The arrests in the city of Marrakesh follow a first arrest on Monday, hours after the discovery of the two women's bodies at a camp in the High Atlas mountains.
The first man arrested is suspected of belonging to an Islamic extremist group.
On Wednesday, a source close to the probe said that one of the two victims was beheaded.
“Radical Islam is not ruled out due to the profile of the suspect arrested and of the three men wanted” after the women's bodies were found Monday in the High Atlas Mountains, the source said prior to the arrests, asking not to be named.
The source told AFP that one of the women — 24-year-old Louisa Vesterager Jespersen from Denmark and 28-year-old Maren Ueland from Norway — had been beheaded.
Police spokesman Boubker Sabik also said terrorism was suspected and that the three suspects on the run had been “identified and a search for them is under way by all the security services”.
One of the three had “a court record linked to terrorist acts”, he said, while the prosecutor general's office said the man in custody belonged to an extremist group.
The prosecutor general's office, in a statement, said it was determining the authenticity of a video on social media allegedly showing the murder of one of the women.
The interior ministry said initially that the Danish and Norwegian hikers were found with cuts to their necks in an isolated mountainous area 10 kilometres from the tourist village of Imlil.
The arrest was made in Marrakesh, about 60 kilometres north of Imlil, the ministry said.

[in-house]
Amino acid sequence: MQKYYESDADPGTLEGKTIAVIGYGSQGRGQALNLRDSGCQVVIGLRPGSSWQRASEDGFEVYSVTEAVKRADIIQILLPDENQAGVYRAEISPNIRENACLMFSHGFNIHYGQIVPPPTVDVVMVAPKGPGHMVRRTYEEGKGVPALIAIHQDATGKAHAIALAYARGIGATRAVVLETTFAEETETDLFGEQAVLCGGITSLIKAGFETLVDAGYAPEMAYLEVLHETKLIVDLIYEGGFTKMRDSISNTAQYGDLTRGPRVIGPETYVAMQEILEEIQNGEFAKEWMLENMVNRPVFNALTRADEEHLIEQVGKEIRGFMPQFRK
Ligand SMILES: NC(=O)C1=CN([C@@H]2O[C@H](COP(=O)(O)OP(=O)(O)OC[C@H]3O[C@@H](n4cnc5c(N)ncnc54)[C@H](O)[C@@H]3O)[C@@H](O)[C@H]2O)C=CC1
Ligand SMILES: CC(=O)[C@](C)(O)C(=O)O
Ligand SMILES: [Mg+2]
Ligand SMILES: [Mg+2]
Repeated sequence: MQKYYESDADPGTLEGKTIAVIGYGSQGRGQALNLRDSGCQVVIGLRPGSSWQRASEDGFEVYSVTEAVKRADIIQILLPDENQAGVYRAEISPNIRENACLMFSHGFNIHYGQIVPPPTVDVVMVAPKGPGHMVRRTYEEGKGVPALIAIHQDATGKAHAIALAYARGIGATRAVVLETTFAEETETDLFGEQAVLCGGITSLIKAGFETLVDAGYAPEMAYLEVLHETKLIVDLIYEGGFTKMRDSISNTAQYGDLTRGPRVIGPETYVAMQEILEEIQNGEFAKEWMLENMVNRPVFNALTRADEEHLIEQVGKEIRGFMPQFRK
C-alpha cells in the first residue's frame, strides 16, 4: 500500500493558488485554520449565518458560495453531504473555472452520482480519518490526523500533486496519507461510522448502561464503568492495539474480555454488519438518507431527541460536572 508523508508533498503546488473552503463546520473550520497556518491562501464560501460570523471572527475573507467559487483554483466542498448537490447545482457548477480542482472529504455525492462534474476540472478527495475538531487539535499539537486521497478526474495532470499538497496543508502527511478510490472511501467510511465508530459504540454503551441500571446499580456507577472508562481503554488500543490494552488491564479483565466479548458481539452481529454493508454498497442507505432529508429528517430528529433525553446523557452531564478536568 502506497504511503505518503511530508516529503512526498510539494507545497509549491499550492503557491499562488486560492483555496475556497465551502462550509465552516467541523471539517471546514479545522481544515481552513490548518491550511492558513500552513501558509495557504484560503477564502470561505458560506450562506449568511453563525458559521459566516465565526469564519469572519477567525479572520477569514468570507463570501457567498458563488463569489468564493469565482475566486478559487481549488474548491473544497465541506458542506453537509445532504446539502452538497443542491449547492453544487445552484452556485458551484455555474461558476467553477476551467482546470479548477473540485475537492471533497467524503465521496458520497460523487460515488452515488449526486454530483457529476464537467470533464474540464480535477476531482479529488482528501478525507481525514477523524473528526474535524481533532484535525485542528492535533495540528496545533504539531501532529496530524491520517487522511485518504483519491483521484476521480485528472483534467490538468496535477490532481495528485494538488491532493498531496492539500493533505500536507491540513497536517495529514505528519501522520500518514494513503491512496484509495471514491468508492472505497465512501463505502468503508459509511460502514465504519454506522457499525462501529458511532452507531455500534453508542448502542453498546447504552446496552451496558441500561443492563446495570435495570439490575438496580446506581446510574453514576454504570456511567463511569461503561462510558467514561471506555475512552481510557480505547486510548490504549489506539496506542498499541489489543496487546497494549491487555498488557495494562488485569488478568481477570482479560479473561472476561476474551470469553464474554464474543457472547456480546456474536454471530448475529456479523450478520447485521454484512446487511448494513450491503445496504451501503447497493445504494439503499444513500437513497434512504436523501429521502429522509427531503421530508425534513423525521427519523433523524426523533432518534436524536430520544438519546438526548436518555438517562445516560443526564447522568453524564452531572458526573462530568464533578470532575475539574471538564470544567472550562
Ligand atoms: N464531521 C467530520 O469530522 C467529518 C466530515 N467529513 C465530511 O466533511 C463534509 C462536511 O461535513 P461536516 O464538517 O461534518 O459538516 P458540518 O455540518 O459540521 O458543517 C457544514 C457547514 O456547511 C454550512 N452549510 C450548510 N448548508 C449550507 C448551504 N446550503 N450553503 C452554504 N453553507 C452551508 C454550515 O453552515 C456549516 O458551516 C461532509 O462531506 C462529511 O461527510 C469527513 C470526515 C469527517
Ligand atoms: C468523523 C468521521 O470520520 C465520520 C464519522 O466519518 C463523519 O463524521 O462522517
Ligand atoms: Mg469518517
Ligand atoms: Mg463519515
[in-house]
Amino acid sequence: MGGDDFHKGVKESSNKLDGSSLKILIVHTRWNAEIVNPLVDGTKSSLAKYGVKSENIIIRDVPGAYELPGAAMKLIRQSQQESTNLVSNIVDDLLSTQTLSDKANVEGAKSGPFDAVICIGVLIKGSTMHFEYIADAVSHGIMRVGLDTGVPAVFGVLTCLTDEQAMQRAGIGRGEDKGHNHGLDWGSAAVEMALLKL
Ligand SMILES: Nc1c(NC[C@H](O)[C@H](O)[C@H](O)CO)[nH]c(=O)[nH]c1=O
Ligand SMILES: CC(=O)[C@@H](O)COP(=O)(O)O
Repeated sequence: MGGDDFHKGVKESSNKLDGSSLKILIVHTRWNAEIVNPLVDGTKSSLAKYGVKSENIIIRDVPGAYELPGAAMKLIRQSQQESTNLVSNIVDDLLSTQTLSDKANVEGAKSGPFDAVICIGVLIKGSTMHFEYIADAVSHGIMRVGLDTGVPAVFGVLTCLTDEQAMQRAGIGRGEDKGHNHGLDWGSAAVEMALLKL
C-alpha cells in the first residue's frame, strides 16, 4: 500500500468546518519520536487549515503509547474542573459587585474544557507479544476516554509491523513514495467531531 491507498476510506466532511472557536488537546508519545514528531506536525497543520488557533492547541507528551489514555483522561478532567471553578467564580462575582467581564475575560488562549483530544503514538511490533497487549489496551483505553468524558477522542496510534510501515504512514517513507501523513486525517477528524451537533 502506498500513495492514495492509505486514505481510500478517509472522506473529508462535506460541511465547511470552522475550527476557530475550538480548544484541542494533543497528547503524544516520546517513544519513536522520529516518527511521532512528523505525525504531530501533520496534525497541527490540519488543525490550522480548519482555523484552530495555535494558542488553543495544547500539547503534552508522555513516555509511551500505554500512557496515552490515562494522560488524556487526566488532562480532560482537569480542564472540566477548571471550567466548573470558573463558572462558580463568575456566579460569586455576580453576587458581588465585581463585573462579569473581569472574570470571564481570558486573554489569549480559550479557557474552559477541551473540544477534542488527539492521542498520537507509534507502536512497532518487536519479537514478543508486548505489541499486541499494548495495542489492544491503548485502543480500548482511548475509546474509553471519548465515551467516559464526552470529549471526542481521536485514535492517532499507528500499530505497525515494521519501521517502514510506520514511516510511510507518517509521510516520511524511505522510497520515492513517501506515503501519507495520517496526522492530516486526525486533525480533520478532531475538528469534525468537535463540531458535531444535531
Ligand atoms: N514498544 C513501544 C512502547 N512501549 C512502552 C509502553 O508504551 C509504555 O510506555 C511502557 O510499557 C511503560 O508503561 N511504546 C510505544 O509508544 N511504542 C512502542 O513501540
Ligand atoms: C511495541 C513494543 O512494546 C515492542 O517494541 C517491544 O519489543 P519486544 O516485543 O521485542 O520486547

A local guide who works in the area told AFP the body of one woman was found inside a tent and the other outside of it.
The guide, who declined to be identified, said the area where they were found was also frequented by three men from Marrakesh, including the one who was arrested.
The two women studied at a university in southern Norway and had planned to travel together for a month, Ueland's mother told Norwegian broadcaster NRK.
The investigation is being conducted by Morocco's central bureau of judicial investigation in cooperation with the royal gendarmerie and authorities from national security.
Security was stepped up in the region and hiking suspended following the discovery of the bodies, Moroccan media said.
“It's very bad for the region. There will undoubtedly be cancellations,” a local guide, Hossein, told AFP from Imlil.
The most recent jihadist attack hit Morocco in 2011, when 17 people were killed in Marrakesh. An attack in the financial capital Casablanca left 33 dead in 2003.
Tourism is a cornerstone of Morocco's economy and the kingdom's second-largest employer, after agriculture.
The sector accounts for 10 percent of national income and is one of the country's main sources of foreign currency.